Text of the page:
Students who graduate college with student loan debt often seek out assistance plans as a way to make their college loan debts more affordable, and as a result, many have turned to student loan forbearance options as a way to avoid repayment of debt. Typically, graduates have a grace period where they are not required to begin paying on student loan debts, but once that grace period has expired, students must begin immediately paying their debt or run the risk of doing damage to their credit score if payments are missed.
While there are many students who have been able to begin repaying their student loan obligations, difficulties with finding a job have been present for many graduates and, as a result, these individuals have simply been unable to begin repaying their debt. A recent report stated that student loan debt has surpassed credit card debt, which is troubling for many who are having difficulty finding a stable source of income which they can use to combat these student loans.
Yet, forbearance options, like those on federal student loan debt, allows individuals who may be unemployed to forgo making student loan repayments for a set period of time. Obviously, this has been greatly helpful for many students in the past, but there is concern over the fact that some forbearance plans still allow interest to build, which can increase the overall costs that a student must meet on their college loan debt.
Understandably, there are some individuals who have been greatly helped by these forbearance options as they aren’t in a position to afford even a minimal student loan repayment plan, but federal student loans offer alternative options like income-based repayment and income contingent plans which can lower the monthly payment that a student must meet. Also, there are some forgiveness options for teachers, who only have to repay their debt for up to 10 years, while others may be forgiven after 25 years, but of course this is only helpful to those with a large amount of debt who would not have been able to erase their student loan obligations in that timeframe.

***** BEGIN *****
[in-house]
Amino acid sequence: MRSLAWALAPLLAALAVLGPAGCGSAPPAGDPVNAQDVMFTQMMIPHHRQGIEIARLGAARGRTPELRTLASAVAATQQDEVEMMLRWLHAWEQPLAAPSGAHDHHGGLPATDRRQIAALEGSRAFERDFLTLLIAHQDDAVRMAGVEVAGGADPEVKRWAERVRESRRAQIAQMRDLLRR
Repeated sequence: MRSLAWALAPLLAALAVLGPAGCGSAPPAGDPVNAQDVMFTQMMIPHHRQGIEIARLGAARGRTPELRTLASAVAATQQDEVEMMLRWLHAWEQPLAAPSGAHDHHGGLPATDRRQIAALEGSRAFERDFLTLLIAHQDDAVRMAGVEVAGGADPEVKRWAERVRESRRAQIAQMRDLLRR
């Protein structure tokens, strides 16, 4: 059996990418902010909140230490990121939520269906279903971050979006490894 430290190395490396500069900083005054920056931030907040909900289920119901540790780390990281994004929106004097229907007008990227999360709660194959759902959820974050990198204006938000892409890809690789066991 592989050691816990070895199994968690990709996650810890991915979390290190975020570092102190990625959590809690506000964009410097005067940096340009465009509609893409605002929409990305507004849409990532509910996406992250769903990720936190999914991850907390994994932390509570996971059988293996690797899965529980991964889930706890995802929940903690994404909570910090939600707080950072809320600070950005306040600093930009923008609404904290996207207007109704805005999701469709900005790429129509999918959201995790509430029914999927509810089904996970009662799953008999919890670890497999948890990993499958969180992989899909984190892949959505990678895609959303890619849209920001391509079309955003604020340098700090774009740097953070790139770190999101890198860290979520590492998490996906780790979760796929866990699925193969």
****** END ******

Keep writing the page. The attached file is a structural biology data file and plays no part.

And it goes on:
While more individuals feel that student loans are necessary, since college costs are increasing at public universities and private universities are still incredibly expensive, there are options for students to meet these costs outside of student loans. Many financial aid counselors often suggest that students exhaust all of their scholarship and college grant options before turning to student loans, as students have been able to acquire free financial aid which, if it did not meet the entirety of their college costs at least allowed them to borrow a smaller amount in student loans and exit college with less debt.